We don’t see him as a monster: guardian

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IOL DF griquatown DFA The 17-year-old convicted killer is seen here with family members in court. File picture: Danie van der Lith

Kimberley - The Griquatown murderer's guardian family will not abandon the boy, the Northern Cape High Court heard on Friday.

“Not one of us sees him as a monster,” the guardian's wife told the court. She may not be named to protect the minor's identity.

She was testifying in mitigation of sentence before Northern Cape Judge President Frans Kgomo.

On March 27, the court found the boy guilty of the murders of Griquatown farmer Deon Steenkamp, 44, his wife Christel, 43, and their daughter Marthella, 14. They were shot dead on their farm Naauwhoek on April 6, 2012.

The boy was also found guilty on a charge of rape of the girl and lying to the police.

The woman told the court the family still believed the boy did not commit the crimes.

She described him as a late developer compared to her own sons.

“Various friends have visited while he was with us. Me, my daughter, were there and he behaved well.”

The woman told the court she knew the police had contacted various girls who had contact with the boy, as they played sport together.

“They could not find one single indication of bad behaviour towards girls. Those parents phoned us because they were exasperated at some of the questions.”

The woman explained to the court why she and her husband decided to be the boy's guardians.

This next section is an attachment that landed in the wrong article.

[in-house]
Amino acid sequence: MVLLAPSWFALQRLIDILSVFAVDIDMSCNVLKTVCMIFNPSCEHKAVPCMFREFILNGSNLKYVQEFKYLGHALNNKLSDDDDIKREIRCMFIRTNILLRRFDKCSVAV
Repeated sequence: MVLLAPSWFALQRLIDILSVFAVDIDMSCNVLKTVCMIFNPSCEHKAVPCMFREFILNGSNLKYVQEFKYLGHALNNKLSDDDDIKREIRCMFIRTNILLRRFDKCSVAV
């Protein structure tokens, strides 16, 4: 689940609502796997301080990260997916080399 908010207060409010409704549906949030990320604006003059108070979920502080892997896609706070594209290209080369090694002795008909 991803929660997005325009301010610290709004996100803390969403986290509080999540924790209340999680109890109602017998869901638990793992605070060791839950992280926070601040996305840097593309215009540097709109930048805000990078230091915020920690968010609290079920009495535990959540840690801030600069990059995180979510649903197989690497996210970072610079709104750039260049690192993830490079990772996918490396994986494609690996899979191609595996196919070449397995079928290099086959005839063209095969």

“There was no mercy for the child from day one. How must a child act normal?” she asked.

Asked by Kgomo what she would do if the boy admitted to the murders in five years, she said: “If he tells me to my face, I will have to believe it. I would not hide my head in the ground.”

She said she would still support him.

“To the court it might not look so or in the media. He is a small boy. He cannot assert himself.”

For this reason they could not write him off.

Prosecutor Hannes Cloete called police psychiatrist Major Bronwynn Stollarz to testify in aggravation of sentencing after the defence concluded its arguments in mitigation.

She told the court the boy posed a risk to society as his crimes had involved manipulation and violence.

Stollarz said the boy should take part in a sex offenders' treatment programme in prison and attend regular psychotherapy.

The matter was postponed to 24 June for final sentencing argument.

Sapa



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